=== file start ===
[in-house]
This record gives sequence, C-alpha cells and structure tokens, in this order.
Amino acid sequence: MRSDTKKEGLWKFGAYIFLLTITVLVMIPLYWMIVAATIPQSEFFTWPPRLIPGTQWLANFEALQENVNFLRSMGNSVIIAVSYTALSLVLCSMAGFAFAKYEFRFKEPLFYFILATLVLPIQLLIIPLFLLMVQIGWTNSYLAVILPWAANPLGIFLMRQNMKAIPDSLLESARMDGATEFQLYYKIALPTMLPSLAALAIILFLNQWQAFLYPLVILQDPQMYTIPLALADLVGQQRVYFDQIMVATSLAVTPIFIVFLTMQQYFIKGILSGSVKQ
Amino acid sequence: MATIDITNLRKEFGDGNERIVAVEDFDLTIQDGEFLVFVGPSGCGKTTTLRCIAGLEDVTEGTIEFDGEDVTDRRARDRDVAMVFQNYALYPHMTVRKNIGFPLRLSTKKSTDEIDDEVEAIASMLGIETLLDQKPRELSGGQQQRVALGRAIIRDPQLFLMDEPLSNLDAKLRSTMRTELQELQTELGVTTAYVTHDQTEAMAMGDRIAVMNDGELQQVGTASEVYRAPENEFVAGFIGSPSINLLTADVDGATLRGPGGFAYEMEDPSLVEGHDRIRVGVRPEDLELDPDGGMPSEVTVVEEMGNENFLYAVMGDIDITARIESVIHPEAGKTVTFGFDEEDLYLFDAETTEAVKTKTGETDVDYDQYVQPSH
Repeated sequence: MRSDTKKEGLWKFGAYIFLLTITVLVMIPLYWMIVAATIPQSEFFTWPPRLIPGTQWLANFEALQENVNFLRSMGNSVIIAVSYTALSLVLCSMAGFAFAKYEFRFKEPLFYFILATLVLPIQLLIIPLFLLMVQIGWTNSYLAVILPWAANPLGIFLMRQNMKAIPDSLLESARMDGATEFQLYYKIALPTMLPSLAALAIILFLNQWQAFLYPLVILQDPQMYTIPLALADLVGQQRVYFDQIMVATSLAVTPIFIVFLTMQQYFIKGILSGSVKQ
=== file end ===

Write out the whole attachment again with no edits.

[in-house]
This record gives sequence, C-alpha cells and structure tokens, in this order.
Amino acid sequence: MRSDTKKEGLWKFGAYIFLLTITVLVMIPLYWMIVAATIPQSEFFTWPPRLIPGTQWLANFEALQENVNFLRSMGNSVIIAVSYTALSLVLCSMAGFAFAKYEFRFKEPLFYFILATLVLPIQLLIIPLFLLMVQIGWTNSYLAVILPWAANPLGIFLMRQNMKAIPDSLLESARMDGATEFQLYYKIALPTMLPSLAALAIILFLNQWQAFLYPLVILQDPQMYTIPLALADLVGQQRVYFDQIMVATSLAVTPIFIVFLTMQQYFIKGILSGSVKQ
Amino acid sequence: MATIDITNLRKEFGDGNERIVAVEDFDLTIQDGEFLVFVGPSGCGKTTTLRCIAGLEDVTEGTIEFDGEDVTDRRARDRDVAMVFQNYALYPHMTVRKNIGFPLRLSTKKSTDEIDDEVEAIASMLGIETLLDQKPRELSGGQQQRVALGRAIIRDPQLFLMDEPLSNLDAKLRSTMRTELQELQTELGVTTAYVTHDQTEAMAMGDRIAVMNDGELQQVGTASEVYRAPENEFVAGFIGSPSINLLTADVDGATLRGPGGFAYEMEDPSLVEGHDRIRVGVRPEDLELDPDGGMPSEVTVVEEMGNENFLYAVMGDIDITARIESVIHPEAGKTVTFGFDEEDLYLFDAETTEAVKTKTGETDVDYDQYVQPSH
Repeated sequence: MRSDTKKEGLWKFGAYIFLLTITVLVMIPLYWMIVAATIPQSEFFTWPPRLIPGTQWLANFEALQENVNFLRSMGNSVIIAVSYTALSLVLCSMAGFAFAKYEFRFKEPLFYFILATLVLPIQLLIIPLFLLMVQIGWTNSYLAVILPWAANPLGIFLMRQNMKAIPDSLLESARMDGATEFQLYYKIALPTMLPSLAALAIILFLNQWQAFLYPLVILQDPQMYTIPLALADLVGQQRVYFDQIMVATSLAVTPIFIVFLTMQQYFIKGILSGSVKQ